Now that it is starting to look like we might have some spring weather, Mark and I took the car out for a drive to London to see that ice age art exhibition at the British Museum.

iceage2I always enjoy these trips because it gives us a more focused chance to do something constructive and purposeful together, and to talk. Given that the ice age touches on paleoanthropology, Mark could indulge his scientific bent by reading about archaic humans before we went.

Like, he has been reading about the fossils found in 2010 in Chad in Africa which may be the first Hominin fossil. Hominini is the groups of species that make up the group of Homo and others after the split from the Panini group. The Panini group holds the species that make up Chimpanzees and Bonobos, and so on.

The fossils Mark has been reading about are the Sahelanthropus, one of the earliest species of hominini. It appeared right after the split between the Homininis and the Paninis.

Those weren’t the ones that made these figurines and sculptures we saw at the British museum though. Those artists were like us, modern humans, except from forty thousand years ago or so.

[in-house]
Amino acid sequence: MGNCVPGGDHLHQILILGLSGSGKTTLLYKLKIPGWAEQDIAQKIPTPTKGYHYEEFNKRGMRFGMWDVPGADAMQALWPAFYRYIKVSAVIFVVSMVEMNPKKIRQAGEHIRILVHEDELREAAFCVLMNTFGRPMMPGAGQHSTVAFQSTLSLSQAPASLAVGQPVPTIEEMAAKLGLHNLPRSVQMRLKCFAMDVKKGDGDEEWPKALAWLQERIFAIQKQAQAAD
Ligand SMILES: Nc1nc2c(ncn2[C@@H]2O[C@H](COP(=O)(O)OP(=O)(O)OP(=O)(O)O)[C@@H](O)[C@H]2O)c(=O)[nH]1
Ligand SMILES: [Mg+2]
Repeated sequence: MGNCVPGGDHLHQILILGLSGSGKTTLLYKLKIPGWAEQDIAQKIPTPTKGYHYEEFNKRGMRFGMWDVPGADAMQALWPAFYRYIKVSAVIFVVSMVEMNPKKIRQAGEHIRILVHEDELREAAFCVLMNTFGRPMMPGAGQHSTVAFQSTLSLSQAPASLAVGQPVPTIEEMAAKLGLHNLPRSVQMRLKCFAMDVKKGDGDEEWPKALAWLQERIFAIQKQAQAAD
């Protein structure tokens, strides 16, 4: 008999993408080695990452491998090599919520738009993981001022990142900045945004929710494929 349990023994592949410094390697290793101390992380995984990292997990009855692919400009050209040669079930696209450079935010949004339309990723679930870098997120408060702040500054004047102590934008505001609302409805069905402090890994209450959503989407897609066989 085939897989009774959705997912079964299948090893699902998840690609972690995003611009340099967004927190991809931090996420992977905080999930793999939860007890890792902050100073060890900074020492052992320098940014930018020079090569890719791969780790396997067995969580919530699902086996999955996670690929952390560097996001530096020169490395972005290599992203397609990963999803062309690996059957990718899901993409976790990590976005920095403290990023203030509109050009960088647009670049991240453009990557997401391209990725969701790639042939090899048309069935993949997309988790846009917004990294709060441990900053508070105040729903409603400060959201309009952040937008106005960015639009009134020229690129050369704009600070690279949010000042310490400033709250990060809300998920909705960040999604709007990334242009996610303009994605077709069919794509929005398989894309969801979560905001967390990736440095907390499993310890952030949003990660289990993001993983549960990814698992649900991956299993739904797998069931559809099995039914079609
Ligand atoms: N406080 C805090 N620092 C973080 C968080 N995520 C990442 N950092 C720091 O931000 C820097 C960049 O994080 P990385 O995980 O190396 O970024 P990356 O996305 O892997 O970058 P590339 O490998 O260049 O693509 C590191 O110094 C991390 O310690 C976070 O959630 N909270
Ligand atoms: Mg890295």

As always I feel humbled by the size of the British Museum. It is freaking huge, and you could probably wander in there for days and not see all of the things.

iceageOf the things we saw, they were all fascinating. You couldn’t help trying to imagine the intent of the artists that made them, only to realise that doing so is quite pointless because it is at the beginning of the arc of human culture. When culture can be made unrecognisable over mere centuries – consider our urban culture to that of the mid 19th century agrarian culture – then it is the height of folly to try to imagine what changes forty thousand years bring.

Symbols that would have been so self-evident to the creators of these works that they needn’t be mentioned have been clouded and lost. Therefore, imagining what they tried to say becomes a futile exercise. What remains is to marvel at the basic human traits exhibited in the art. Like, the twenty-six thousand years old ivory portrait of a woman, complete with facial deformities and all. You can relate them to Roman sculptures that did the same thing, in contrast to the idealized forms of Greek art. Then you can sagely nod, and think ‘Nothing new under the sun, eh?’.

I really enjoyed this exhibition, and we’re going to come back in a few days to look at another. This time we’ll move in time and space from the frozen tundra of the ice age to the bustling age of the Roman Empire. They have an exhibition about Pompeii and Herculaneum there as well. However, doing two exhibitions in one day is too much, so we’ll have to go back for the other one.

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